On the eve of WW1 all of the major navies included subs in thier fleets, but they were relatively small, of questionable military value, and generally intended for coastal and port defence. The most significant exception to this was the German "Deutschland" class of merchant U-boats, each 315 feet (95m) long with two large cargo compartments. These two subs could carry 700 tons of cargo at 12 to 13 knots speed on the surface and seven knots submerged. Manned by 8 officers and 21 crewmen under the command of Captain Paul Koenig, a veteran skipper of the merchant service, "Deutschland" herself made two successful cargo voyages to the USA in 1916 despite a British naval blockade.

The "Deutschland" became "U-155" fitted with torpedo tubes and deck guns, and served with seven similar vessels in a combat role in the later stages of the war. In comparison, the "average" sub of WW1 measured slightly over 200 feet (60m) and displaced less than 1000 tons surfaced.

The pre war subs had generally been armed with self propelled torpedos for attacking enemy ships. During the war subs also were fitted with deck guns. This permited them, under the rules of war in force at the start of WW1 to approach merchant ships on the surface and signal them to stop and be searched (and if necessary sunk). Later it allowed smaller vessels to be sunk without the cost of using a logistically and $$ valuable torpedo.
Most wartime built subs had one or two deck guns for surface action with 3 and 4 inch calibre weapons. However several larger german subs (like U-155) mounted 5.9 inch guns.

Late in the war the British completed the first of three M class submarines to be armed with a 12 inch gun, plus four torpedo tubes and an anti aircraft gun. These monsters were meant to steam of an enemy coast like a monitor, and with only the muzzle of the gun and a siting periscope above water, bombard the enemy shore, far inland. These subs were 296 feet (90m) long and weighed 1650 tons on the surface. they were propelled along by a diesel electric plant that could do 14 knots on the surface and 8 knots submerged.

Another variation was the submarine modified to lay sea mines in covert operations along an enemy coast. The Germans constructed several specialised minelayers with vertical mine tubes in thier hulls. Some could carry up to 48 mines for the mission.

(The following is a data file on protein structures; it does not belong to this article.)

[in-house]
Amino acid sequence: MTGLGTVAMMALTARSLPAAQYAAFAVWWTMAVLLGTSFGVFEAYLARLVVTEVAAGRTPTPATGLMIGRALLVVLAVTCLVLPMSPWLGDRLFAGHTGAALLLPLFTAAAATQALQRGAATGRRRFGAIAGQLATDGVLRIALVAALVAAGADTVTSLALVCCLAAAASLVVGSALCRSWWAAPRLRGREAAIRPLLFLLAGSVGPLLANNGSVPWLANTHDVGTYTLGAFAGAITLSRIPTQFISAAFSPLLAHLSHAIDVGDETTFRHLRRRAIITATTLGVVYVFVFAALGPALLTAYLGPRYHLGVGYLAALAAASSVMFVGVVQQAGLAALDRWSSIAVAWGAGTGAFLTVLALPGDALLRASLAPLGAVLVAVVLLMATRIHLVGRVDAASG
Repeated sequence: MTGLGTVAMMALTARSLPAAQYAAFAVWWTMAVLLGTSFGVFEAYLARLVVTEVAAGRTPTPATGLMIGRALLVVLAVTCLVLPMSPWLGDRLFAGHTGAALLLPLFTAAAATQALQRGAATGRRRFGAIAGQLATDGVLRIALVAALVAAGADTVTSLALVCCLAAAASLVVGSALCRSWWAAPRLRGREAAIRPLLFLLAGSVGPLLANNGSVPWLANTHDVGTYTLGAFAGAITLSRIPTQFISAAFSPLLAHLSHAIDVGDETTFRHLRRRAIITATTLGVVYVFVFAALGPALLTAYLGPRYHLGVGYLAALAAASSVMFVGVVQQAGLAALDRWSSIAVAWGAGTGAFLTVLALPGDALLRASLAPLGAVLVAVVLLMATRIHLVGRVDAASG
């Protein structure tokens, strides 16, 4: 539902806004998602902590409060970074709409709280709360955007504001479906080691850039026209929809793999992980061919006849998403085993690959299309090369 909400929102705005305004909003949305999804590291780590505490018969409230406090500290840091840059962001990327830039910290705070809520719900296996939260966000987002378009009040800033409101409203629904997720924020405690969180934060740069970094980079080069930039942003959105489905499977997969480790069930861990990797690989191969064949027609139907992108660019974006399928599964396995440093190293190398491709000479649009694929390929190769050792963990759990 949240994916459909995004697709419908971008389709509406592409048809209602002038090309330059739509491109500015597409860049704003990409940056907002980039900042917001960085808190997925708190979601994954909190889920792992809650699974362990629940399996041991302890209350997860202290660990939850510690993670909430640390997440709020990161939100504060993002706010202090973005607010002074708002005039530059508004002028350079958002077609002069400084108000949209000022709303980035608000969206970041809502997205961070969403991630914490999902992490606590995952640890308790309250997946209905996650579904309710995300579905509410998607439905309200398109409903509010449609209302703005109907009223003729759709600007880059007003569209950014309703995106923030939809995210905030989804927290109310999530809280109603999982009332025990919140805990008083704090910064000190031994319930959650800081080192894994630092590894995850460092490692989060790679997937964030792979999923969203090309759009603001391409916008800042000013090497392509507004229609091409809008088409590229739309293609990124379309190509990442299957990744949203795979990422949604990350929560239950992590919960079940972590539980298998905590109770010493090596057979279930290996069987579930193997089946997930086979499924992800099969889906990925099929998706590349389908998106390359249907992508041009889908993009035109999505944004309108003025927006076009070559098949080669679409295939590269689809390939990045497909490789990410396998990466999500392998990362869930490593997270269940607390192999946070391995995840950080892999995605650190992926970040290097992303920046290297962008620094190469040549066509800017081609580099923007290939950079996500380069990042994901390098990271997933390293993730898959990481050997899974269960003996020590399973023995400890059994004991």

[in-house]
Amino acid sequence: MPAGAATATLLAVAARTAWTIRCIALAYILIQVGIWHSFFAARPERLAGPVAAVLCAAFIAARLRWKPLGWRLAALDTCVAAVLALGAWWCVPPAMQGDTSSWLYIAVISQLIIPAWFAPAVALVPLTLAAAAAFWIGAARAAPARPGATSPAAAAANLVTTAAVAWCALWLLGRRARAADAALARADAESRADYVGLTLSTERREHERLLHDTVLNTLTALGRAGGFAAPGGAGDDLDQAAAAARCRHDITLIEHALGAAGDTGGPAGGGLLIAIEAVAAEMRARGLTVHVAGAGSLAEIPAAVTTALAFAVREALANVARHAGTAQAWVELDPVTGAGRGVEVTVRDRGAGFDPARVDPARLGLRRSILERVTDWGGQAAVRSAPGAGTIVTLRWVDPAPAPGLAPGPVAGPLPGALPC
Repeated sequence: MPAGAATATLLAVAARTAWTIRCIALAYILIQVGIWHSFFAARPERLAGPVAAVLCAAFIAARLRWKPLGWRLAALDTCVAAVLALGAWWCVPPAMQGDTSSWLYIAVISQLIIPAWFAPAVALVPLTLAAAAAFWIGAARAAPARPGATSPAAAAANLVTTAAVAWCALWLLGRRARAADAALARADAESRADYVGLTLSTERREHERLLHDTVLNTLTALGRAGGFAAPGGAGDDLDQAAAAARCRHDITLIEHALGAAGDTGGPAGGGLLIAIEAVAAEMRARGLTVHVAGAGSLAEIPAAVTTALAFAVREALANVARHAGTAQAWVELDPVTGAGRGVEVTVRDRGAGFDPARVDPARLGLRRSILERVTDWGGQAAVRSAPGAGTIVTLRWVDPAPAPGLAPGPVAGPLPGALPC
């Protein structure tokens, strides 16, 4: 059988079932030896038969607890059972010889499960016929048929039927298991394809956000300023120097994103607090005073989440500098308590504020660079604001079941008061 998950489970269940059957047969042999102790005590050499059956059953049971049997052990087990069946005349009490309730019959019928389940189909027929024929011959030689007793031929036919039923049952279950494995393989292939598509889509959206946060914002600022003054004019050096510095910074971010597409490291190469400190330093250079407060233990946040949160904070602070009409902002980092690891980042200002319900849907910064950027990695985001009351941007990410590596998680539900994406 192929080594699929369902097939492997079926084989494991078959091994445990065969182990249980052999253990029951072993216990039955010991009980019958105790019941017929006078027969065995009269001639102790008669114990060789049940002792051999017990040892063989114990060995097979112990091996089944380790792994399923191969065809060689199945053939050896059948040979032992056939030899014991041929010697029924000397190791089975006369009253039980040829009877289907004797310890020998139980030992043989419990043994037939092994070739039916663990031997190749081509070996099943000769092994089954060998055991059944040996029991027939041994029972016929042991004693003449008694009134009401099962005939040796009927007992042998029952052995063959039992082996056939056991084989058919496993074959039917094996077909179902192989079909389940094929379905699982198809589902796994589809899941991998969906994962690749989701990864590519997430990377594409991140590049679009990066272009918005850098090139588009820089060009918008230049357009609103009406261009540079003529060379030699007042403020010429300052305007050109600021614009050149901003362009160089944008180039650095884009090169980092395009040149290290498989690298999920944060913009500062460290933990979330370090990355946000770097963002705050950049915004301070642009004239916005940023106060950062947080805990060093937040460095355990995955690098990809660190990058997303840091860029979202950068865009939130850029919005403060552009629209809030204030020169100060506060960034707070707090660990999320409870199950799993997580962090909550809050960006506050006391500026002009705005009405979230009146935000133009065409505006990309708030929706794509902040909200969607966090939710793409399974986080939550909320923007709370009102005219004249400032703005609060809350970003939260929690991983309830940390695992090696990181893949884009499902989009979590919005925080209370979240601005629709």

More tomorrow.

Cheers



posted on Nov, 2 2004 @ 09:29 PM
link   
Cool,nice report


But,one question:If the brits had subs,how come they didn't use them in WWII?Or at least i haven't heard of them using them unlike the german U-boats which were infamous



posted on Nov, 3 2004 @ 02:04 AM
link   
Oh the Brits used them. Its just the "America won the War Single Handed" syndrome kinda buries the parts other allies had in the Victory.

The Brits ran a large number of subs in the war ranging from small coastal subs to large ocean going types. They were perhaps not as big and longed legged as some other nations submarines but they played thier part.

You have to remember, most of the German Merchant fleet was bottled up in the Baltic Sea by the RN in the North Sea, with other ships interned in neutral ports.

In the ealy days of the war RN subs sank a number of German vessels and warships in the North Sea. With Italy's entry into the war on the Axis side in 1940 RN subs operating in the Mediterrean Sea from bases in Malta and Alexandria in Egypt wreaked havoc on the Italian Merchant Fleet and Navy.
The WW2 Upholder submarines were famous for thier Operations from Malta. If it was not for the disruption of the Axis supply lines Irwin Rommels Afrika Korps may have been far more effective against the British and Commonwealth Forces in North Africa, and the later Allied Landings in Sicily and Italy would not have been possible (note: it was a group effort by surface units, subs and aircraft of the Commonwealth air forces).

RN submarines also operated in large numbers in the later part of the war in the South China Sea and Bay of Bengal for starters. Port of Fremantle in Western Australia hosted significant RN subs from about late 1943 or 1944, scoring notable successes against the Japanese.

I will cover this in more detail as I go.

Cheers!





new topics
top topics
 
0
<<   2  3  4 >>

log in

join